In the late 19th century, the birth of transcontinental railway was achieved by the Promontory summit in the USA. Within the same century, more of this feat saw the light of the day albeit in other countries. Concomitant with this success was the accompanying ills, as there came an increasing frequency of train-human accidents. Commonsensical was the finding that whenever anyone went against a train, the train was bound to have it was at whatever expense. Thus, man was back to the board to quell this unfortunate happenings. The Grand Trunk Pacific Railway would many years later sponsor a contest, requesting people to provide slogans which would be easy to comprehend and abide by. ‘STOP, LOOK and LISTEN’ was the $2500 award winning slogan, which has since been used in almost every railway-present corner of the world and has saved thousands of lives and prevented disabilities. These words also applied to spheres of our lives could make a lot of difference in our thinking capacities.

On Wednesday 11th May 2016, the NNPC announced the removal of subsidy and application of a price cap for PMS at N145/L. This has been painted in the light of deregulation and the advantages of this policy in the not-distant years have been brought to fore in support of this claim. Mentioned are the stability in the Telecoms industry, availability of Diesel oil amongst others. The Government has tried to use media campaigns to make people see the reasons why this removal is inevitable. Arguments, across party-lines and personal conveniences have besieged the social media, relating to the veracity of claims that May 2016 was a better time to remove subsidy as against January 2012.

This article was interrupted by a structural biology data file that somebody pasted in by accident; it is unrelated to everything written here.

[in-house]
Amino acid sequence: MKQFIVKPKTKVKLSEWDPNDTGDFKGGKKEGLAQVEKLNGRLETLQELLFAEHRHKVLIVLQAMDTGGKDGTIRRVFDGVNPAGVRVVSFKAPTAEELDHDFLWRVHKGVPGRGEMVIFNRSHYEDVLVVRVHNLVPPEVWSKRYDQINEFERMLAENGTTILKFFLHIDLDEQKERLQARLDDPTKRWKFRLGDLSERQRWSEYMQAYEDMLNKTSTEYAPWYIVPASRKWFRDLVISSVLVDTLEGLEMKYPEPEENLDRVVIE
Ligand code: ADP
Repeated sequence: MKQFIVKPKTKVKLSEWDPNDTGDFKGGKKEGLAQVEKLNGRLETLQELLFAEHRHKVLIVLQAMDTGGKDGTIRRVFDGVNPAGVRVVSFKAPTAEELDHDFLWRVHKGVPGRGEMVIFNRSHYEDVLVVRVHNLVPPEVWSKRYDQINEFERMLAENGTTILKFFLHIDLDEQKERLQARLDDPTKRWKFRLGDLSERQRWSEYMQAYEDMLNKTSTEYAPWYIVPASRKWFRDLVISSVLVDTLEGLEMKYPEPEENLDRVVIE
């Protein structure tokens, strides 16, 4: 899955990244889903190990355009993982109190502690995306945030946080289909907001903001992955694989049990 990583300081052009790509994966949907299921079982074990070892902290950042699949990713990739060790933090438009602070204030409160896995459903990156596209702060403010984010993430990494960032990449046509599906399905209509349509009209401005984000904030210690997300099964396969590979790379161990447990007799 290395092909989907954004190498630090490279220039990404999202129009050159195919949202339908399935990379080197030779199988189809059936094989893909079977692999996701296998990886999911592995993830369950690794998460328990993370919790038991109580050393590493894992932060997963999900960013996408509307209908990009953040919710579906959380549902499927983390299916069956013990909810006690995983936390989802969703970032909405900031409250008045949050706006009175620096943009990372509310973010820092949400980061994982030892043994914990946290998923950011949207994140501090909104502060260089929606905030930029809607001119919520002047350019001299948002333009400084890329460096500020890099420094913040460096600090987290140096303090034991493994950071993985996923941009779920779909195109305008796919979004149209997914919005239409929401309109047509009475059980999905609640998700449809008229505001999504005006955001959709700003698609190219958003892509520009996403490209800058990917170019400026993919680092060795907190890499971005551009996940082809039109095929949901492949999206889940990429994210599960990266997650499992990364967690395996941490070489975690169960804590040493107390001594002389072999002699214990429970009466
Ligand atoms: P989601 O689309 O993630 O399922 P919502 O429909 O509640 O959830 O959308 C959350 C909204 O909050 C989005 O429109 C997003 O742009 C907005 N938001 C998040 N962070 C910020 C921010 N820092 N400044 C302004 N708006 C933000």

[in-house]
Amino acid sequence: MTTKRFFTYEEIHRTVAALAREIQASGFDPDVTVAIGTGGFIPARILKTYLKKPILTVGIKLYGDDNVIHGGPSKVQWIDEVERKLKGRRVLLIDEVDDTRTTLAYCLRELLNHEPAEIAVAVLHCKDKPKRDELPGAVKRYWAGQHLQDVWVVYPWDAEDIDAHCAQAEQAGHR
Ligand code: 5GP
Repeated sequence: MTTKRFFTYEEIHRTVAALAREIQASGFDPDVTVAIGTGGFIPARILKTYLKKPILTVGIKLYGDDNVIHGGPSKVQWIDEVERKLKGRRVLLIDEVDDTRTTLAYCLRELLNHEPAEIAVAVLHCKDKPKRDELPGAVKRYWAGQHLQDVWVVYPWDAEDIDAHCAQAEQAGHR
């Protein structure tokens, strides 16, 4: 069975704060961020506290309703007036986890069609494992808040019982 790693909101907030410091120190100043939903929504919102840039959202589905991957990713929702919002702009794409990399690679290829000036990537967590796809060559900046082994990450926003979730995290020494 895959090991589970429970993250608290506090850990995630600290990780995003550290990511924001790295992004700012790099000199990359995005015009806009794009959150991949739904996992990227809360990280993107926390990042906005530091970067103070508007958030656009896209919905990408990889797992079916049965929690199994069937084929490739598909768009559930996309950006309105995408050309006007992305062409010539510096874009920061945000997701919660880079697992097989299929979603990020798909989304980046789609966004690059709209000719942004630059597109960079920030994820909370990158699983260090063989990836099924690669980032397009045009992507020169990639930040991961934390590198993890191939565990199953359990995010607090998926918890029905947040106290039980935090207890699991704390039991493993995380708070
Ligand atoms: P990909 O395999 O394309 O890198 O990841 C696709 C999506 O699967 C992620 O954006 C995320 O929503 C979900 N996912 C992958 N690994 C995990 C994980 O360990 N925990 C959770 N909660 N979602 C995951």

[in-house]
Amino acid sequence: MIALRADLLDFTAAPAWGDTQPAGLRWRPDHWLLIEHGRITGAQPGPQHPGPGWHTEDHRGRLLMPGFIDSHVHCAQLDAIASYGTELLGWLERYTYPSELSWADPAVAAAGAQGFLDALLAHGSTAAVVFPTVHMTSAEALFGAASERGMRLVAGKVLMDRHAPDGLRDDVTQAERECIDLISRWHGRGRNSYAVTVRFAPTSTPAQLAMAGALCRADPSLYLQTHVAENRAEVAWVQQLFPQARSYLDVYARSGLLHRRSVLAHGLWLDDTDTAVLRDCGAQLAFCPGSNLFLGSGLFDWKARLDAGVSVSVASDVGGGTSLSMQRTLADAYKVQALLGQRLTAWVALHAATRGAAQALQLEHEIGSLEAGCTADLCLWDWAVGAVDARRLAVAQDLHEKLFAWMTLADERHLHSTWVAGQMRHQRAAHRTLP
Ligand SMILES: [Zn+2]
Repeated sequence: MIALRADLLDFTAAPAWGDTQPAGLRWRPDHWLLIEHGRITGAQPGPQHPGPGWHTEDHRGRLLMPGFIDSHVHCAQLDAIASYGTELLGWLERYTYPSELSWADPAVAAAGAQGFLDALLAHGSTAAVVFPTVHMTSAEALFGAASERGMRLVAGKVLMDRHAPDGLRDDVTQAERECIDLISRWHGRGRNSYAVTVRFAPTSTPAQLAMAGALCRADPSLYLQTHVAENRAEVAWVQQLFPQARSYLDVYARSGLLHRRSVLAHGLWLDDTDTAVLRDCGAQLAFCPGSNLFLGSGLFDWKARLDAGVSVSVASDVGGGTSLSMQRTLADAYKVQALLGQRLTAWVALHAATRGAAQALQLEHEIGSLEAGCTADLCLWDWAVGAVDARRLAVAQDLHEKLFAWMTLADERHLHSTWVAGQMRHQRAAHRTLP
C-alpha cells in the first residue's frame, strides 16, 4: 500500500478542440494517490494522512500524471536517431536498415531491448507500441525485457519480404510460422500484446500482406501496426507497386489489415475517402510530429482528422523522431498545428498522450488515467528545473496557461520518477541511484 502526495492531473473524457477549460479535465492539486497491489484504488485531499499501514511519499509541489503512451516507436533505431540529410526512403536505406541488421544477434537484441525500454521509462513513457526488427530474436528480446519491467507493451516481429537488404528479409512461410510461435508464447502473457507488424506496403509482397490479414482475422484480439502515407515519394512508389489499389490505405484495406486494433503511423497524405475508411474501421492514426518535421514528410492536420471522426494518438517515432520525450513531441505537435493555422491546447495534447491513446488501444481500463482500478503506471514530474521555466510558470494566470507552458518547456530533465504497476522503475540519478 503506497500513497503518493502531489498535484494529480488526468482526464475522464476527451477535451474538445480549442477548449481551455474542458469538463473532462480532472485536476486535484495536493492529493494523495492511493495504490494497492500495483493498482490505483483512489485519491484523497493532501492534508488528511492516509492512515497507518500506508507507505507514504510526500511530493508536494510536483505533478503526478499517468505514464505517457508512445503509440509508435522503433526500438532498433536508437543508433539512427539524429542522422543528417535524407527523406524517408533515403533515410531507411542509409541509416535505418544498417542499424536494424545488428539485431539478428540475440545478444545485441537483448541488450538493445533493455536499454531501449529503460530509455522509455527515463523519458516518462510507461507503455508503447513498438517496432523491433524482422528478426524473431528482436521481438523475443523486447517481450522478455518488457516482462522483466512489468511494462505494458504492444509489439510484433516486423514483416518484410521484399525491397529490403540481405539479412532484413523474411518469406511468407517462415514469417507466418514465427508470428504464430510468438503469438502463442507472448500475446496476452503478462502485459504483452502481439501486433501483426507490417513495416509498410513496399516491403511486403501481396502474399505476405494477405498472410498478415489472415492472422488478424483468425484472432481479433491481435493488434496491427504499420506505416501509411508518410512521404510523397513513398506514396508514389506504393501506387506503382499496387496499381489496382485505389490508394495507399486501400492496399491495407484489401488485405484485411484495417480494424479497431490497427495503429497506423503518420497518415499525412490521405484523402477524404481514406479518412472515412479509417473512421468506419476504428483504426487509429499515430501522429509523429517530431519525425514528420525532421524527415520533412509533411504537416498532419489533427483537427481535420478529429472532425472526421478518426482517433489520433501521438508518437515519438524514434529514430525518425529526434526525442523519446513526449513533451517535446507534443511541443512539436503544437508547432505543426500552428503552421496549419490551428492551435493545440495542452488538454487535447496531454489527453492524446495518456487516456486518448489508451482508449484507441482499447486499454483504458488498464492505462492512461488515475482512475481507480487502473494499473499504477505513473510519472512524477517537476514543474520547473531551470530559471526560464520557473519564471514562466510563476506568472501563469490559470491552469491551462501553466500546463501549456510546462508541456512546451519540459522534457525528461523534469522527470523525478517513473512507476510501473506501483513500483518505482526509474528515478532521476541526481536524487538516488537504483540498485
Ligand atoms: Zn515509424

At this crucial time, we have to STOP, LOOK AND LISTEN. STOP to make an assessment of our past and take a pause from hurried judgments, LOOK to evaluate the ambient challenges now faced and LISTEN for the subtle whistles from the yonder future which could help avert disasters.

Nigeria is a net importer of PMS, to satisfy her average of 40million liters of PMS per day. An unstable quantity of this requirement is provided by the fluctuating efficacious local refineries. The Nigerian National Petroleum Corporation (NNPC) provides about half this daily requirement largely through importations and to a lower extent from the local refineries. The other half is provided by importations by other independent marketers. Heretofore, the NNPC saddled itself with the responsibility of stabilizing pump prices nationwide, irrespective of the source of purchase by the buyers and the point of sale in the hinterlands. This responsibility is what we describe as subsidy, as the stabilization came at an extra cost per liter of almost all products sold in the country.

Inefficient monitoring, political indecision and leveraging on loopholes within the subsidy campaign made it a lucrative venture for individuals and corporations to claim subsidy for product not brought to the country and even to divert it for sale in other neighboring countries after reception of subsidy money. Thus in 2011, the daily consumption of PMS was 60.25million liters and 39.79million liters in 2012 when measures were put to check the loopholes. A whooping difference of over 20.5million litres subsidized daily for 365 days and no one visibly got punished for that. So this brought the TRUST ISSUES AND SACRED YAM EATERS POSITION of some people who became opposed to removal of subsidy even when it became glaring that deregulation and subsidy proscription was the way to go.